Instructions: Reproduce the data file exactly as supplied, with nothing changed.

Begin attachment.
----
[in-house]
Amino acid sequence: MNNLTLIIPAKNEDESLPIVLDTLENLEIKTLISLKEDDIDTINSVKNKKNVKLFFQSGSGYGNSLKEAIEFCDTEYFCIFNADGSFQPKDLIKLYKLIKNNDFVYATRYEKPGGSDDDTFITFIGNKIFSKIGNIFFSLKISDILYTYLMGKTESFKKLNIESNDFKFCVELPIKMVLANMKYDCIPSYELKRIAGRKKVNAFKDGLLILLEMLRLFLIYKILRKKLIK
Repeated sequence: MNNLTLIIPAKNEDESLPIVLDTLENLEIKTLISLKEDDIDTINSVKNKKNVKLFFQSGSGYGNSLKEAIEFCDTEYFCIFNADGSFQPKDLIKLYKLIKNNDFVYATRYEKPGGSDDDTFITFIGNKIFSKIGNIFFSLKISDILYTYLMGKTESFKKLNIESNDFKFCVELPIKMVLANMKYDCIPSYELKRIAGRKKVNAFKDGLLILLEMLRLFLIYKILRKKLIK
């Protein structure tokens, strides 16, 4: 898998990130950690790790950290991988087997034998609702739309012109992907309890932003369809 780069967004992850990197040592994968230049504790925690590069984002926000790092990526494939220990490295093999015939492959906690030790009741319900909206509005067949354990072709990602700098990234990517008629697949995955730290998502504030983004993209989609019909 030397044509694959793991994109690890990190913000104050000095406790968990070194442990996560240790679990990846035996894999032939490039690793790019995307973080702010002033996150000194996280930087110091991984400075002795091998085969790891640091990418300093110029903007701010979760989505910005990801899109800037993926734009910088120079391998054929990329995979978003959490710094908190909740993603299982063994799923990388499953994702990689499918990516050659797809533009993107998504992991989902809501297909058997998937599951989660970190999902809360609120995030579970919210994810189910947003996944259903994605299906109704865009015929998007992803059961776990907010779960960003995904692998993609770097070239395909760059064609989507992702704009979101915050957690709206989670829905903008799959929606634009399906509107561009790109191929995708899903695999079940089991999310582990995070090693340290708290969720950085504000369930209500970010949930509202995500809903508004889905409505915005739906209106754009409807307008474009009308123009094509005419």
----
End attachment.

[in-house]
Amino acid sequence: MNNLTLIIPAKNEDESLPIVLDTLENLEIKTLISLKEDDIDTINSVKNKKNVKLFFQSGSGYGNSLKEAIEFCDTEYFCIFNADGSFQPKDLIKLYKLIKNNDFVYATRYEKPGGSDDDTFITFIGNKIFSKIGNIFFSLKISDILYTYLMGKTESFKKLNIESNDFKFCVELPIKMVLANMKYDCIPSYELKRIAGRKKVNAFKDGLLILLEMLRLFLIYKILRKKLIK
Repeated sequence: MNNLTLIIPAKNEDESLPIVLDTLENLEIKTLISLKEDDIDTINSVKNKKNVKLFFQSGSGYGNSLKEAIEFCDTEYFCIFNADGSFQPKDLIKLYKLIKNNDFVYATRYEKPGGSDDDTFITFIGNKIFSKIGNIFFSLKISDILYTYLMGKTESFKKLNIESNDFKFCVELPIKMVLANMKYDCIPSYELKRIAGRKKVNAFKDGLLILLEMLRLFLIYKILRKKLIK
């Protein structure tokens, strides 16, 4: 898998990130950690790790950290991988087997034998609702739309012109992907309890932003369809 780069967004992850990197040592994968230049504790925690590069984002926000790092990526494939220990490295093999015939492959906690030790009741319900909206509005067949354990072709990602700098990234990517008629697949995955730290998502504030983004993209989609019909 030397044509694959793991994109690890990190913000104050000095406790968990070194442990996560240790679990990846035996894999032939490039690793790019995307973080702010002033996150000194996280930087110091991984400075002795091998085969790891640091990418300093110029903007701010979760989505910005990801899109800037993926734009910088120079391998054929990329995979978003959490710094908190909740993603299982063994799923990388499953994702990689499918990516050659797809533009993107998504992991989902809501297909058997998937599951989660970190999902809360609120995030579970919210994810189910947003996944259903994605299906109704865009015929998007992803059961776990907010779960960003995904692998993609770097070239395909760059064609989507992702704009979101915050957690709206989670829905903008799959929606634009399906509107561009790109191929995708899903695999079940089991999310582990995070090693340290708290969720950085504000369930209500970010949930509202995500809903508004889905409505915005739906209106754009409807307008474009009308123009094509005419």